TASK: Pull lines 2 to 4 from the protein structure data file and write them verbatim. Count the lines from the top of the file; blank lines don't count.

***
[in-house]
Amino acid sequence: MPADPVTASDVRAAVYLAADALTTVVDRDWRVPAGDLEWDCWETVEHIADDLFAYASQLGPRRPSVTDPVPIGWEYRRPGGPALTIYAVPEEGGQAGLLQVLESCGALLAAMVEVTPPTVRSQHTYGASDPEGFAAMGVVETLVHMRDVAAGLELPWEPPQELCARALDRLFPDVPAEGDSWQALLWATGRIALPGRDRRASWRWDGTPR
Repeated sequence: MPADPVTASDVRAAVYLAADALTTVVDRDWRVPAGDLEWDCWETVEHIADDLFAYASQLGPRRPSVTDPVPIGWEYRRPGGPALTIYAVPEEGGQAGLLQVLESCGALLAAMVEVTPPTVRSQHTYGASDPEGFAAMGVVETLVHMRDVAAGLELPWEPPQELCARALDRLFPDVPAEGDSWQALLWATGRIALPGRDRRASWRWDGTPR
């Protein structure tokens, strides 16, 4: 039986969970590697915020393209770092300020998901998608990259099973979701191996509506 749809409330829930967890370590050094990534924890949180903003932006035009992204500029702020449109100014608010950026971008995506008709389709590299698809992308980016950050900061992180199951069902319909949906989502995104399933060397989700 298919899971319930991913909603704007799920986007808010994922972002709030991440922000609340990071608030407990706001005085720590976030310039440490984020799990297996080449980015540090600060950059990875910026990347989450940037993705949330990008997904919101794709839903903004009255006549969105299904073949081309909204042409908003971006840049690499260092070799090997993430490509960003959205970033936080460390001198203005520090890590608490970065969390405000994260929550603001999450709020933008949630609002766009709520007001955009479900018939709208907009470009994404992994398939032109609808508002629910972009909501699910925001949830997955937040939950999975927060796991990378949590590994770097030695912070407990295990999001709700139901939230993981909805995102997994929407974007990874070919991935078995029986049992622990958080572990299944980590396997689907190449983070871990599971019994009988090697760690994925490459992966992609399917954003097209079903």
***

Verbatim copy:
Amino acid sequence: MPADPVTASDVRAAVYLAADALTTVVDRDWRVPAGDLEWDCWETVEHIADDLFAYASQLGPRRPSVTDPVPIGWEYRRPGGPALTIYAVPEEGGQAGLLQVLESCGALLAAMVEVTPPTVRSQHTYGASDPEGFAAMGVVETLVHMRDVAAGLELPWEPPQELCARALDRLFPDVPAEGDSWQALLWATGRIALPGRDRRASWRWDGTPR
Repeated sequence: MPADPVTASDVRAAVYLAADALTTVVDRDWRVPAGDLEWDCWETVEHIADDLFAYASQLGPRRPSVTDPVPIGWEYRRPGGPALTIYAVPEEGGQAGLLQVLESCGALLAAMVEVTPPTVRSQHTYGASDPEGFAAMGVVETLVHMRDVAAGLELPWEPPQELCARALDRLFPDVPAEGDSWQALLWATGRIALPGRDRRASWRWDGTPR
């Protein structure tokens, strides 16, 4: 039986969970590697915020393209770092300020998901998608990259099973979701191996509506 749809409330829930967890370590050094990534924890949180903003932006035009992204500029702020449109100014608010950026971008995506008709389709590299698809992308980016950050900061992180199951069902319909949906989502995104399933060397989700 298919899971319930991913909603704007799920986007808010994922972002709030991440922000609340990071608030407990706001005085720590976030310039440490984020799990297996080449980015540090600060950059990875910026990347989450940037993705949330990008997904919101794709839903903004009255006549969105299904073949081309909204042409908003971006840049690499260092070799090997993430490509960003959205970033936080460390001198203005520090890590608490970065969390405000994260929550603001999450709020933008949630609002766009709520007001955009479900018939709208907009470009994404992994398939032109609808508002629910972009909501699910925001949830997955937040939950999975927060796991990378949590590994770097030695912070407990295990999001709700139901939230993981909805995102997994929407974007990874070919991935078995029986049992622990958080572990299944980590396997689907190449983070871990599971019994009988090697760690994925490459992966992609399917954003097209079903």